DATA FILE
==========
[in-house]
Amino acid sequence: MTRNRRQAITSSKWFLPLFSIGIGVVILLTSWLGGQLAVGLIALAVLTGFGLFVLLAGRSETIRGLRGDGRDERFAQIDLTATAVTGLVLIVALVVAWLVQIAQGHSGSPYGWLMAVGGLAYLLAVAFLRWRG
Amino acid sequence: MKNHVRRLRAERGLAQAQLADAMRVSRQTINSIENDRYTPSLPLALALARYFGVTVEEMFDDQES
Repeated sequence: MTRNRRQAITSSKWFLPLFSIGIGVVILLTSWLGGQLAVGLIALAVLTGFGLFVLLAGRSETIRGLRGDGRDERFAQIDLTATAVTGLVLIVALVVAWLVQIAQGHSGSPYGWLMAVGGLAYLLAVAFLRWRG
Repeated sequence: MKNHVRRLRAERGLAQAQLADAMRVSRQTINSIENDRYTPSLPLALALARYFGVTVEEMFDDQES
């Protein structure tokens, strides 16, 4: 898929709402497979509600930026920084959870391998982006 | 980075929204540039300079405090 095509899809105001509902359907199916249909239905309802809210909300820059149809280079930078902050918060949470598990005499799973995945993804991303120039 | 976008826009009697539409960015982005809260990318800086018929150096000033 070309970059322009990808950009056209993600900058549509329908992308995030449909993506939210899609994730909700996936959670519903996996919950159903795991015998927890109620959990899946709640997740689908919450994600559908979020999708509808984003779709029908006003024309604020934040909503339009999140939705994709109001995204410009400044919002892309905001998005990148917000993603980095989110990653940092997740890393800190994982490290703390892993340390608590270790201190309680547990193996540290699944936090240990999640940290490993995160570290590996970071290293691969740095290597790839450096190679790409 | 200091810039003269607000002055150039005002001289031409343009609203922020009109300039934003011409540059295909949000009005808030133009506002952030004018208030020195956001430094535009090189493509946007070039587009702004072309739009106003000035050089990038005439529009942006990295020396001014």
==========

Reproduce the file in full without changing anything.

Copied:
[in-house]
Amino acid sequence: MTRNRRQAITSSKWFLPLFSIGIGVVILLTSWLGGQLAVGLIALAVLTGFGLFVLLAGRSETIRGLRGDGRDERFAQIDLTATAVTGLVLIVALVVAWLVQIAQGHSGSPYGWLMAVGGLAYLLAVAFLRWRG
Amino acid sequence: MKNHVRRLRAERGLAQAQLADAMRVSRQTINSIENDRYTPSLPLALALARYFGVTVEEMFDDQES
Repeated sequence: MTRNRRQAITSSKWFLPLFSIGIGVVILLTSWLGGQLAVGLIALAVLTGFGLFVLLAGRSETIRGLRGDGRDERFAQIDLTATAVTGLVLIVALVVAWLVQIAQGHSGSPYGWLMAVGGLAYLLAVAFLRWRG
Repeated sequence: MKNHVRRLRAERGLAQAQLADAMRVSRQTINSIENDRYTPSLPLALALARYFGVTVEEMFDDQES
């Protein structure tokens, strides 16, 4: 898929709402497979509600930026920084959870391998982006 | 980075929204540039300079405090 095509899809105001509902359907199916249909239905309802809210909300820059149809280079930078902050918060949470598990005499799973995945993804991303120039 | 976008826009009697539409960015982005809260990318800086018929150096000033 070309970059322009990808950009056209993600900058549509329908992308995030449909993506939210899609994730909700996936959670519903996996919950159903795991015998927890109620959990899946709640997740689908919450994600559908979020999708509808984003779709029908006003024309604020934040909503339009999140939705994709109001995204410009400044919002892309905001998005990148917000993603980095989110990653940092997740890393800190994982490290703390892993340390608590270790201190309680547990193996540290699944936090240990999640940290490993995160570290590996970071290293691969740095290597790839450096190679790409 | 200091810039003269607000002055150039005002001289031409343009609203922020009109300039934003011409540059295909949000009005808030133009506002952030004018208030020195956001430094535009090189493509946007070039587009702004072309739009106003000035050089990038005439529009942006990295020396001014």